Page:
Original Article

Journal of General Internal Medicine

, Volume 12, Issue 4, pp 237-242

First online:

Asian-American Patient Ratings of Physician Primary Care Performance

  • Deborah A. TairaAffiliated withThe Health Institute, New England Medical Center, Boston, Mass., Tufts University
  • , Dana Gelb SafranAffiliated withThe Health Institute, New England Medical Center, Boston, Mass., Tufts University
  • , Todd B. SetoAffiliated withCardiovascular Division, Beth Isreal Hospital
  • , William H. RogersAffiliated withThe Health Institute, New England Medical Center, Boston, Mass., Tufts University
  • , Mark KosinskiAffiliated withThe Health Institute, New England Medical Center, Boston, Mass., Tufts University
  • , John E. WareAffiliated withDepartment of Psychiatry, Tufts UniversityHarvard School of Public Health
  • , Naomi LiebermanAffiliated withThe Health Institute, New England Medical Center, Boston, Mass., Tufts University
  • , Alvin R. TarlovAffiliated withThe Health Institute, New England Medical Center, Boston, Mass., Tufts UniversityDepartment of Medicine, Tufts University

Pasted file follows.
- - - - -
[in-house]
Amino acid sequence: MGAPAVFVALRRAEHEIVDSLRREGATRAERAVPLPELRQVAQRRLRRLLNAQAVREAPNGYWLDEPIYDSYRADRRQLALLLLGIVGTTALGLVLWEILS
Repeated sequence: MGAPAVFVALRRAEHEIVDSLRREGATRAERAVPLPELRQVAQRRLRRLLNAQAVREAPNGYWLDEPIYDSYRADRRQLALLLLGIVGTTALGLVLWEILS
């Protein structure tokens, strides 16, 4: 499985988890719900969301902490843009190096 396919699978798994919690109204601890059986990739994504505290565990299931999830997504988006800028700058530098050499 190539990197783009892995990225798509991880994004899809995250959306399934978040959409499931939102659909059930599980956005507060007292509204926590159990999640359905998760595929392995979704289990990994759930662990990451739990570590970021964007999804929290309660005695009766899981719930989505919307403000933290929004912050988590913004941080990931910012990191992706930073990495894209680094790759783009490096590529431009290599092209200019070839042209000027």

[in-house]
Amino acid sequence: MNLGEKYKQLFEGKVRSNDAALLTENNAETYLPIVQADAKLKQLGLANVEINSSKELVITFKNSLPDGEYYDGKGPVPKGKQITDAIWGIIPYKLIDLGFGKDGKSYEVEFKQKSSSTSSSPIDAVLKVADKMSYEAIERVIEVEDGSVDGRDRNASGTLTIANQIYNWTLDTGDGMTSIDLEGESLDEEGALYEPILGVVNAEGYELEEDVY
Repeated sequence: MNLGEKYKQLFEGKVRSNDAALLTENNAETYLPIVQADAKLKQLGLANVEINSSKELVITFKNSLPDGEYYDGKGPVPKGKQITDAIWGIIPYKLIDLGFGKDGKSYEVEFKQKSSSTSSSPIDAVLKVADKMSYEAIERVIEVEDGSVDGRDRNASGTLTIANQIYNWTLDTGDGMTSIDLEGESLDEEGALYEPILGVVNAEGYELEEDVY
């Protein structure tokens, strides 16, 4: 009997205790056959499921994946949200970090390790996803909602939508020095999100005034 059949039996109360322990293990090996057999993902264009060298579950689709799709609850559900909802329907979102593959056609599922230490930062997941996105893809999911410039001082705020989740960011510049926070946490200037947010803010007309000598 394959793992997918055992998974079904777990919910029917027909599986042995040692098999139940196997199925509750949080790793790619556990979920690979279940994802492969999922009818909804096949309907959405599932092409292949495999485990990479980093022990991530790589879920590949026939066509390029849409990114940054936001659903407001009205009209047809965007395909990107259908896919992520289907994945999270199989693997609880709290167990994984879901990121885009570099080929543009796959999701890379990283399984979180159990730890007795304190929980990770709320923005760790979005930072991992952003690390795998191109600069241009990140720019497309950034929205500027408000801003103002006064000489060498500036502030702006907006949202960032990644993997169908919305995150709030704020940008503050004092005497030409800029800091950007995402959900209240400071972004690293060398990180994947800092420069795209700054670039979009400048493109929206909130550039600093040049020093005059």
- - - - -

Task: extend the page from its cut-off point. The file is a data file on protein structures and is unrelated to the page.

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Abstract

OBJECTIVE: To examine how Asian-American patients' ratings of primary care performance differ from those of whites, Latinos, and African-Americans. DESIGN: Retrospective analyses of data collected in a cross-sectional study using patient questionnaires. SETTING: University hospital primary care group practice. PARTICIPANTS: In phase 1, successive patients who visited the study site for appointments were asked to complete the survey. In phase 2, successive patients were selected who had most recently visited each physician, going back as far as necessary to obtain 20 patients for each physician. In total, 502 patients were surveyed, 5% of whom were Asian-American. MAIN RESULTS: After adjusting for potential confounders, Asian-Americans rated overall satisfaction and 10 of 11 scales assessing primary care significantly lower than whites did. Dimensions of primary care that were assessed include access, comprehensiveness of care, integration, continuity, clinical quality, interpersonal treatment, and trust. There were no differences for the scale of longitudinal continuity. On average, the rating scale scores of Asian-Americans were 12 points lower than those of whites (on 100-point scales). CONCLUSIONS: We conclude that Asian-American patients rate physician primary care performance lower than do whites, African-Americans, and Latinos. Future research needs to focus on Asian-Americans to determine the generalizability of these findings and the extent to which they reflect differences in survey response tendencies or actual quality differences.